After months of research (not on this question!) I've found the following concerning why Dickinson Miller published his famous paper on free will under a pseudonym:
'Hume Without Scepticism' and the article on 'Freewill as Involving Determination' both appeared in Mind under the name R. E. Hobart, though Miller openly acknowledged his authorship in footnotes of subsequent articles on 'James and Analysis' and the knowledge-problem. Further, he travelled to England, Ireland, and Italy from 1932 to 1934 with a passport issued in Frankfurt/Main under the name of Richard Emlen Hobart, the first name being derived from his nickname and the last two from family names. He even corresponded with his brother about a permanent legal change of name but abandoned 'Hobart' on returning to America in 1934. His specific motives for adopting the name of Hobart are obscrue because he had an intense sense of privacy and vigilantly guarded it. He did, however, tell one associate that he thought people who knew him would not read his articles because his links with James would make him appear "too old". To another he explained that it is perfectly appropriate to use any name that suites one's private convenience. The content of the articles may have been a factor. His main points in the article on Hume had been dismissed by an eminent British scholar as insubstantial, not worthy of publication.
(From Loyd Easton's introduction to a collection of Miller's essays, Philosophical Analysis and Human Welfare [Reidel, 1975].)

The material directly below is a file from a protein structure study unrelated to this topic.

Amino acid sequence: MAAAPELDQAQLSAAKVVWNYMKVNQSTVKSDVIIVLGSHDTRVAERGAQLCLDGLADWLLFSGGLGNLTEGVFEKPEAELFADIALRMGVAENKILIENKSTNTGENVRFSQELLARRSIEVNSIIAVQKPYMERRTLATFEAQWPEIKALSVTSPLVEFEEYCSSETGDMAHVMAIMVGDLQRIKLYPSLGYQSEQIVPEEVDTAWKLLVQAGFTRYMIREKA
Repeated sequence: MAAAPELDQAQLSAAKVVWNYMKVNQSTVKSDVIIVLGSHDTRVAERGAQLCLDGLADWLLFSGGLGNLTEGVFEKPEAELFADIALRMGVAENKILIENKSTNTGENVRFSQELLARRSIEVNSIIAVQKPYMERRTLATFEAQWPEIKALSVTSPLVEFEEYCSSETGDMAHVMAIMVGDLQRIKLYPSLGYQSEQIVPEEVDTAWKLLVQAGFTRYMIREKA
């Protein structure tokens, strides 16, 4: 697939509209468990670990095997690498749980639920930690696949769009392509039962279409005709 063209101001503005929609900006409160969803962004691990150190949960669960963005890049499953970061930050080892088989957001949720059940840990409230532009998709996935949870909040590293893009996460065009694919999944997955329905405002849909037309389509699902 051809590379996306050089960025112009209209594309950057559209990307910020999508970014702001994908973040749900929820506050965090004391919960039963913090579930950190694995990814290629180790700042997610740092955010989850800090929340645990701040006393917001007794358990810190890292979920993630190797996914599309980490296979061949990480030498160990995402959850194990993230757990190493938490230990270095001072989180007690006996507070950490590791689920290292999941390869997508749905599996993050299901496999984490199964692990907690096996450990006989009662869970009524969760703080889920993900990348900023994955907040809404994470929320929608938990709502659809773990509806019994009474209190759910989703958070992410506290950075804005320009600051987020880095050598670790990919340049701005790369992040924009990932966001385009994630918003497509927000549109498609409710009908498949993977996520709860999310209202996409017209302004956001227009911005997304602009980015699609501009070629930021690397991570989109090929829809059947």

3:AM's Richard Marshall has posted yet another interesting interview--this time, with Bryony Pierce. If you haven't already checked out some of Marshall's earlier interviews, they are all excellent--much like this one!
There have been 107 responses to yesterday's survey, but since I'm too cheap to "upgrade" my Survey Monkey account, I get to see stats on only the first 100. So don't bother voting any more.
At any rate, there was a significant majority of respondents who voted "No." Specifically, 62%, with 38% responding "Yes." I suppose I could have added a "Not sure" option, or a "degrees of confidence" meter, but I didn't.
From the few comments that came in as well, perhaps some important details from the prompt were missing. I threw in the "drunk" comment only as a (very minor) joke, not anything that should be thought to undermine Max's reliability at replacing intentions (which he can do easily and always successfully and by whatever means you're happy with); it was only a way to explain his being mistaken over the identification of the relevant intention.
Suppose we are in a bar and I intend to punch you for insulting my sister. My intention is formed in light of my consideration of the good reasons there are in favor of punching you. Suppose Max, the powerful demon/neurologist able to manipulate my intentions, is monitoring me, but he takes himself to be my guardian angel, ready to replace my intentions with ones based on what he views as good reasons. He is also a little drunk, so he mistakes my intention to punch for an intention to hug. “But this is wrong,” he thinks, “as the insult calls for a punch, not a hug.” He thus eliminates my actual intention to punch (what he thinks is an intention to hug) and replaces it with an exactly similar intention to punch. I then act on it.
Is the implanted intention attributable to me?
To answer, go here.
For those of you interested in the relationship between neuroscience, free will, responsibility, and the law, The Stanford Center for Law and Biosciences has posted an informative talk by Jack Gallant and commentary by Nita Farahany.
We need someone who can teach bioethics, ethics, and intro to philosophy for a year. If you're interested, contact me (email@example.com).
The Journal of Ethics has an exciting new volume on free will and moral responsibility which includes articles by our own John Martin Fischer, Helen Steward, Saul Smilansky, Michael McKenna, and others.